RARE DISEASE DAY 2017 brings awareness to approximately 30 million Americans living with one, or more of the estimated 7000 rare diseases, statistically equivalent to 10%, or 1 in 10 people, of The United States population. www.globalgenes.org/raredaily/rare–disease-facts-and-figures
Provided below are 15 facts about rare diseases to shed light why Rare Disease Day is significant to so many people worldwide:
15 Facts about Rare Diseases:
- To be characterized as a rare disease less than 200,000 people have been diagnosed with the disease.
- Genetics or ‘faulty genes’ is associated with approximately 80% of rare diseases.
- 20% of rare diseases are due to environmental factors, allergies, viral and bacterial infections.
- It is not uncommon to for patients to go undiagnosed or to be misdiagnosed for 10 years or longer.
- 50% of rare disease patients are children and 30% will not live past their first birthday,
- Rare diseases are responsible for 35% of deaths in the first year of life.
- Worldwide 350 million people were living with a rare disease in 2016; this is enough people to populate a large third world country.
- Rare disease patients often have more than one rare disease diagnosis due to altered immune systems.
- 95% of rare diseases have not received approval for a FDA drug treatment option; according to Kakkis EveryLife Foundation.
- Medications for misdiagnoses, treatments, diagnostic testing, doctor appointments, visiting specialist, therapists and treatment plans often burden families financially.
- Rare disease patients will often suffer from depression, anxiety, low self-esteem, lack of motivation, suicidal thoughts or attempts.
- Patients with rare diseases symptoms will vary person to person with the same disease further contributing to the difficulty to correctly diagnosis.
- The first 25 years of the Orphan Drug Act(passed in 1983), there have only been 326 new drugs approved by the FDA to market for all rare disease patients combined.
- Approximately 50% of all rare diseases do not have specific foundational support for researching their disease.
- 6% of inquires made to Genetic and Rare Disease Information Center (GARD) are in reference to an undiagnosed disease each year. Although not all rare disease are life threatening, they are all life altering, and the vast majority of rare diseases are incurable.
Listed are ten rare diseases more commonly recognized by the name:
- Ehlers Danlos Syndrome
- Wilson Disease
- Gullain-Barre Syndrome
- Alopecia Universalis
- Graves’ Disease
- Cushing’s Syndrome
- Fragile X Syndrome
- Lou Gehrig’s Disease
More information on the referenced diseases and other rare diseases affecting 1 in 10 Americans today visit: National Organization of Rare Diseases http://www.nord.com Rare Diseases www.rarediseases.info.nih.gov Rare Disease Day Organization www.rarediseaseday.com
Additionally a vast majority of cancers are classified as rare and incurable diseases.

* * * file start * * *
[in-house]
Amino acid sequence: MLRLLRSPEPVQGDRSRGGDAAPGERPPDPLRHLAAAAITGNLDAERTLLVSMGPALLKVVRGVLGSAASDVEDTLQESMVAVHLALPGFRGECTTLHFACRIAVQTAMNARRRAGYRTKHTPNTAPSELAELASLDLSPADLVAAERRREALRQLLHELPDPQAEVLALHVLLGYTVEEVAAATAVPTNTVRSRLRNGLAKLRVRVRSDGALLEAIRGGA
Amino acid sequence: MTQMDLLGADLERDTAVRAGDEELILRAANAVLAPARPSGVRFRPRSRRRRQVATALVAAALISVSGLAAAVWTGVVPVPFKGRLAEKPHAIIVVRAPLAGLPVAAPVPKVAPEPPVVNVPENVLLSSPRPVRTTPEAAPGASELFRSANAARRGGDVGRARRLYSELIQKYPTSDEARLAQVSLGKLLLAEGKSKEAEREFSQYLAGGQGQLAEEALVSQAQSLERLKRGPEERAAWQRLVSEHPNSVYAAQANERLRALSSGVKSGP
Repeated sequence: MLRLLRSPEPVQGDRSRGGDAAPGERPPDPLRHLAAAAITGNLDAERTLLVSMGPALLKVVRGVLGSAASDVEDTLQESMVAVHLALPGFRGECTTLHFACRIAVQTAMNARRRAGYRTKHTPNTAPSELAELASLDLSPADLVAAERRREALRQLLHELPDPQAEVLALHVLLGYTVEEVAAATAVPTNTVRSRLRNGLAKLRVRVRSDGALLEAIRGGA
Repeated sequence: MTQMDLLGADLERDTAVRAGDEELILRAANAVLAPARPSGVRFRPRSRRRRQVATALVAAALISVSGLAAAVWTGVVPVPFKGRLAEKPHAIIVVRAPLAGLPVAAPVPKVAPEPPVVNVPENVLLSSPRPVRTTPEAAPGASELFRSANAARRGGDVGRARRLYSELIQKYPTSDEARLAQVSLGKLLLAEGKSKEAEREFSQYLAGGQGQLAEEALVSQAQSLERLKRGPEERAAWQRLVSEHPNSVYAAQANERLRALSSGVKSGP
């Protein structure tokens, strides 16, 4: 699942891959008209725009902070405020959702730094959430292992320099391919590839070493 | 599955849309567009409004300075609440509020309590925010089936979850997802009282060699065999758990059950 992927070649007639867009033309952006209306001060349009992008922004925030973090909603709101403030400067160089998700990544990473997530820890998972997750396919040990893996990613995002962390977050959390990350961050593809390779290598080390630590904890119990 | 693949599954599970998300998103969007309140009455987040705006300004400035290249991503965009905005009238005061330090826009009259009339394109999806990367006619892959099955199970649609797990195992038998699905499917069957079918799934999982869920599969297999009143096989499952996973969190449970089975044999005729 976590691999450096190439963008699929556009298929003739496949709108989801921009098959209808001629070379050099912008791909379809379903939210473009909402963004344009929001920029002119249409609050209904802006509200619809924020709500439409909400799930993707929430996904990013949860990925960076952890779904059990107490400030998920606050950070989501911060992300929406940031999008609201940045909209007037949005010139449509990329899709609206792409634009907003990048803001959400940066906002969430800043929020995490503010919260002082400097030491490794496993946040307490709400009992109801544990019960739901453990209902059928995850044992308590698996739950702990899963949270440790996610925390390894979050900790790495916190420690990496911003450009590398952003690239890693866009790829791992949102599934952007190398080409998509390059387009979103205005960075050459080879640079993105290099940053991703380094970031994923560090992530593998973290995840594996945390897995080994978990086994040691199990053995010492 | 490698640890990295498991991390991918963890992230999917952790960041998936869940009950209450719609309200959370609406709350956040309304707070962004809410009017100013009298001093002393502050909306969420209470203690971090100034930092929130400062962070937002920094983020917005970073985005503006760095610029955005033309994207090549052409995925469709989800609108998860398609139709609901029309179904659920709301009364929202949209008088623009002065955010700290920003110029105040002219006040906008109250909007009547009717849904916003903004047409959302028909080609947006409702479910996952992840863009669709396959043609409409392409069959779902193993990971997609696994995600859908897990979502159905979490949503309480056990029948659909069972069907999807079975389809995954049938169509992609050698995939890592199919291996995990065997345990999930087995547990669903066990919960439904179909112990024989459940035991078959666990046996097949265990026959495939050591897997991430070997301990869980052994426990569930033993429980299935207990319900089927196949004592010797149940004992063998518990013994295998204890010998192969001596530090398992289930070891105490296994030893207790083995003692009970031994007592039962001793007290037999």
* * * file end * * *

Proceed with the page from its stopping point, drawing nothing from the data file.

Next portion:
AWARENESS PROVIDES HOPE TO THE RARE DISEASE COMMUNITY!
Each year the number of rare diseases and patients continue to increase. As the number of diseases and patients with rare diseases rise, the probability of having or knowing someone with one also increases. The awareness initiative for Rare Disease Day is to drive changes in healthcare policies, help families and patients, educate healthcare providers and most importantly motivate those with rare diseases to fight, promote awareness to all rare diseases by sharing their story and connecting individuals worldwide together for support.
RARE DISEASE DAY ORGANIZATION-
In 2008, EURORDIS Rare Disease Day Europe began their initiative, along with 18 other countries to promote awareness for individuals with rare diseases. The United States of America joined in the Rare Disease Campaign, providing the advocacy organization an international platform, in 2009. Rare Disease Day 2016, 80 events were held throughout 35 states involving communities, state legislators and healthcare professionals. Today over 90 countries worldwide are participants of Rare Disease Day. Rare Disease Day is recognized each year on the last Tuesday of February.
To learn more about Rare Disease Day visit www.rarediseaseday.org.
TODAY I’M STANDING IN RECOGNITION OF RARE DISEASE DAY 2017, WILL YOU?
TODAY I STAND with the rare disease community, not only in support of advocating further awareness and understanding but as a rare disease fighter, diagnosed with Narcolepsy in February of 2010 and Ehlers Danlos Syndrome in 2011, both treatable but incurable.
My diseases may be considered “rare” but I stand alongside the millions battling their own rare disease(s) and together we are one large rare group of individuals who do not have to feel alone and hopeless; together we stand strong as one!
Thank you to all who acknowledge and/or support Rare Disease Day!
Cheatham News (c) 2017